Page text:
Rape culture is a toxic set of beliefs that are commonly held about the way the world is. It is a culture that normalizes sexual violence and just sees rape as inevitable, unavoidable and a totally normal thing. Rape culture supports and encourages male sexual aggression as well as violence against women and other groups. […]
Sexual consent is a huge and important topic. In the last year, we have talked more about consent than we ever have on a societal level. Thanks to the explosion of the #MeToo Movement, we are thinking much more critically about consent and how it should be applied in different situations. We are no longer […]
Sexual assault can take many forms. The legal definition will change a bit from place to place but it is generally defined as any action that is sexual in nature and violates the sexual integrity of the victim. It is an unwanted and non-consenting action performed by one person on another. In many cases, sexual assault is defined by its lack of freely given consent. It is used as more of an umbrella term that includes a wide variety of unwanted actions…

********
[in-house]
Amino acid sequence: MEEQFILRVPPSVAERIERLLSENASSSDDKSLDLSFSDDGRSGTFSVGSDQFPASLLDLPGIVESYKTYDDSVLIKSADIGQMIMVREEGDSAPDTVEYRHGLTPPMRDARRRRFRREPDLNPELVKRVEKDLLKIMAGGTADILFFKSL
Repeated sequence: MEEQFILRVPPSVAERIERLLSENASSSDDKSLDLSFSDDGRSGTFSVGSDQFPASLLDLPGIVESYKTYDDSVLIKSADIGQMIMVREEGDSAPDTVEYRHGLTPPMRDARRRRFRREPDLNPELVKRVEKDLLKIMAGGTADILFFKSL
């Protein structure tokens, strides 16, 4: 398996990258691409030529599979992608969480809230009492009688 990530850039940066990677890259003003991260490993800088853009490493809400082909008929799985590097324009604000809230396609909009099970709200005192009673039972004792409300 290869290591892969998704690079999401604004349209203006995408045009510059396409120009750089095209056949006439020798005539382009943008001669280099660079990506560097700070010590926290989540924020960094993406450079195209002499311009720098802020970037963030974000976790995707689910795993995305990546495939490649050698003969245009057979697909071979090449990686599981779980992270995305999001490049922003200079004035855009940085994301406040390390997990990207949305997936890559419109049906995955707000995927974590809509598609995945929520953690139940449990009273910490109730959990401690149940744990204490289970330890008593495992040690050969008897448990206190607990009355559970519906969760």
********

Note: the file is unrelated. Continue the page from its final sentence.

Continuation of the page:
In the wake of a series of allegations that have been coming forward, Kamloops schools are looking at updating their policies and education around consent issues. There are been two young women who have come forward to report instances of being groped, kissed, or struck by boys at their school. After these events, parents are wondering what is being done.